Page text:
Bhutan's royal wedding
Bhutan's Dragon King married a young commoner in an ancient Himalayan monastic fortress, sipping a chalice of ambrosia symbolising eternal life in a Buddhist wedding that has transfixed a reclusive kingdom slowly embracing globalisation.
The king of Bhutan married his commoner bride in an ancient
Buddhist ceremony at the country's most sacred monastery fortress.
King Jigme Khesar Namgyel Wangchuck wore a crown adorned with a raven's head during the sumptuous ceremony in this 17th-century fortress, as 21-year-old student Jetsun Pema, daughter of an airline pilot, received a crown embroidered with silk.
In a nation of 700,000 people where television was only introduced in 1999, the ceremony was broadcast live. Thousands of people, dressed in traditional coloured robes, stood outside. Some monks chanted, others hit drums, as white incense drifted through the morning mist.
Oxford-educated Wangchuck, 31, is revered as this insular nation slowly embraces democracy after his father abdicated in 2006 to introduce parliamentary elections. The monarchy is seen as helping stabilise a fragile democracy wedged between India and China in a conflict-ridden region.
As the mist slowly lifted, Buddhist horns sounded across the Punakha valley as the bride arrived in a procession of singers, relatives and Buddhist monks across an ancient footbridge, all led by a white horse. Baby elephants guarded one of the fortress's
Posters of the couple adorn almost every building, lamppost and roundabout in the capital, Thimphu, three hours drive away. School children have published poems in the
Monks have held dawn prayer sessions in remote mountain valleys and Bhutan's airline has had to add extra flights to deal with the demand of visitors from abroad.
The 31-year-old monarch is known as the "people's king" for his relaxed manner with his subjects, and - sporting sideburns and swept-back hair - he is a pin-up for many teenage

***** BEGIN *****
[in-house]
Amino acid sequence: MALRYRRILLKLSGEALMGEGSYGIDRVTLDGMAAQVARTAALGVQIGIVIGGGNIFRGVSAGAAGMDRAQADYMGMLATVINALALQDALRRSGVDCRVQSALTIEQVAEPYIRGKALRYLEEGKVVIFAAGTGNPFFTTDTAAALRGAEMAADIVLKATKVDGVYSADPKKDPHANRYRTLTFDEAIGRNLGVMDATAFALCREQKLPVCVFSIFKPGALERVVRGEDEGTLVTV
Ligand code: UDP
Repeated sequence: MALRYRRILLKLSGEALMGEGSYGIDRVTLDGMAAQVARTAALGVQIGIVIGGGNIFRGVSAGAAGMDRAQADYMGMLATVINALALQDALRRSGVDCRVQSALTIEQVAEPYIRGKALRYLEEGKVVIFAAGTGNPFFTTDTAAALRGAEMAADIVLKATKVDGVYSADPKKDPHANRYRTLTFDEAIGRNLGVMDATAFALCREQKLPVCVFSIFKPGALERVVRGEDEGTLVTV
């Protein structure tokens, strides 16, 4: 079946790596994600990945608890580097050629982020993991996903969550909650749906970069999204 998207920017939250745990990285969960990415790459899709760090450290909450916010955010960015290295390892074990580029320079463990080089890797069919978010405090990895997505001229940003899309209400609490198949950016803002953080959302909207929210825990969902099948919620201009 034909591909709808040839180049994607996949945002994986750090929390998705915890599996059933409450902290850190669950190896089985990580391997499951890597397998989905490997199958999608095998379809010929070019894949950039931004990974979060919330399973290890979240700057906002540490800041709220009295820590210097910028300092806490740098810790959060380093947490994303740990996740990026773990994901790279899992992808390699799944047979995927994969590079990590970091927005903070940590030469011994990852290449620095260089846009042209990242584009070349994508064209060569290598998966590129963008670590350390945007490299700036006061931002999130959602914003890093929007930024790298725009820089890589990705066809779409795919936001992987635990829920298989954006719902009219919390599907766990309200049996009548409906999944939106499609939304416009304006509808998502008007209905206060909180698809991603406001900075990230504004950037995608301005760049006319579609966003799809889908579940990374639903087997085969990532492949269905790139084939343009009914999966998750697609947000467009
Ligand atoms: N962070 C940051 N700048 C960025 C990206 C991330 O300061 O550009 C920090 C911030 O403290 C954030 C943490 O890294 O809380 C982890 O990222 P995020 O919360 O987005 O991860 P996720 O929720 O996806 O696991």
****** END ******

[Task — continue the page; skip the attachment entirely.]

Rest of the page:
But Bhutan's fifth king, affectionately known as K5, also provides the checks and balances on an unsure democracy where political parties did not exist four years ago.
The new king, a keen basketball player and archer, has jettisoned that reclusive and elitist image. He lives in a cottage in Thimphu, and
He has spent months touring Bhutan's remote villages - often walking among villagers holding his bride-to-be by the hand.
After his wedding, the king walked around thousands of many villagers who waited outside the fortress, patting children on the head and shaking hands in gestures unheard from previous monarchs.
King Jigme Khesar Namgyal Wangchuck, right, Queen Jetsun Pema, center, greet locals during a celebration after they were married at the Punakha Dzong in Punakha, Bhutan, Thursday, Oct. 13, 2011. The 31-year-old reformist monarch of the small Himalayan Kingdom wed his commoner bride in a series ceremonies Thursday in the 17th century monastic fortress.
King Jigme Khesar Namgyal Wangchuck, left, greets the media and guests as Queen Jetsun Pema looks on after they were married at the Punakha Dzong in Punakha, Bhutan, Thursday, Oct. 13, 2011. The 31-year-old reformist monarch of the small Himalayan Kingdom wed his commoner bride in a series ceremonies Thursday.
King Jigme Khesar Namgyel Wangchuck (L) holds a child while greeting villagers with Queen Jetsun Pema after their wedding in Bhutan's ancient capital Punakha October 13, 2011. Bhutan's "Dragon King" married a commoner in a Himalayan monastic fortress on Thursday, sipping a chalice of ambrosia symbolizing eternal life, in a wedding that has transfixed a reclusive kingdom slowly embracing globalization.
Image and Article Credit: yahoo.india